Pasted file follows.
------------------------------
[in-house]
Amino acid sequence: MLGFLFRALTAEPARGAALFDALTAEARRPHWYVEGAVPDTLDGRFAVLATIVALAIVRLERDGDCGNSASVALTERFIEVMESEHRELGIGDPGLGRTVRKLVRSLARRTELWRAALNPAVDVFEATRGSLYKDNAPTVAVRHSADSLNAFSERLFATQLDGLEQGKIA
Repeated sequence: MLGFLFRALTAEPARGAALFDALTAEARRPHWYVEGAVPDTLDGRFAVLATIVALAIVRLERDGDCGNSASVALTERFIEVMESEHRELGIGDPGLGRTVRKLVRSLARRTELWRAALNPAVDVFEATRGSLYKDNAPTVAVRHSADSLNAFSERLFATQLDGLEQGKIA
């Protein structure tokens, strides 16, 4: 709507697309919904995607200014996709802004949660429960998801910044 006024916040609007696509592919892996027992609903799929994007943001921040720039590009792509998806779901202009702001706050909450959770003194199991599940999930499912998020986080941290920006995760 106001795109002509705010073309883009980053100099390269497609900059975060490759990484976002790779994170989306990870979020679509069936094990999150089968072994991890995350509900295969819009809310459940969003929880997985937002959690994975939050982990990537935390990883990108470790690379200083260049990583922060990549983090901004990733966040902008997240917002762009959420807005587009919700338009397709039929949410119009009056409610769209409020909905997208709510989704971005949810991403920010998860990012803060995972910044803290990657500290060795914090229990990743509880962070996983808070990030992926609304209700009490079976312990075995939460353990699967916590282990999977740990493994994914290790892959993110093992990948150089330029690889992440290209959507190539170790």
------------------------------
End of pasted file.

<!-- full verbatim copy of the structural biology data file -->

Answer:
[in-house]
Amino acid sequence: MLGFLFRALTAEPARGAALFDALTAEARRPHWYVEGAVPDTLDGRFAVLATIVALAIVRLERDGDCGNSASVALTERFIEVMESEHRELGIGDPGLGRTVRKLVRSLARRTELWRAALNPAVDVFEATRGSLYKDNAPTVAVRHSADSLNAFSERLFATQLDGLEQGKIA
Repeated sequence: MLGFLFRALTAEPARGAALFDALTAEARRPHWYVEGAVPDTLDGRFAVLATIVALAIVRLERDGDCGNSASVALTERFIEVMESEHRELGIGDPGLGRTVRKLVRSLARRTELWRAALNPAVDVFEATRGSLYKDNAPTVAVRHSADSLNAFSERLFATQLDGLEQGKIA
């Protein structure tokens, strides 16, 4: 709507697309919904995607200014996709802004949660429960998801910044 006024916040609007696509592919892996027992609903799929994007943001921040720039590009792509998806779901202009702001706050909450959770003194199991599940999930499912998020986080941290920006995760 106001795109002509705010073309883009980053100099390269497609900059975060490759990484976002790779994170989306990870979020679509069936094990999150089968072994991890995350509900295969819009809310459940969003929880997985937002959690994975939050982990990537935390990883990108470790690379200083260049990583922060990549983090901004990733966040902008997240917002762009959420807005587009919700338009397709039929949410119009009056409610769209409020909905997208709510989704971005949810991403920010998860990012803060995972910044803290990657500290060795914090229990990743509880962070996983808070990030992926609304209700009490079976312990075995939460353990699967916590282990999977740990493994994914290790892959993110093992990948150089330029690889992440290209959507190539170790």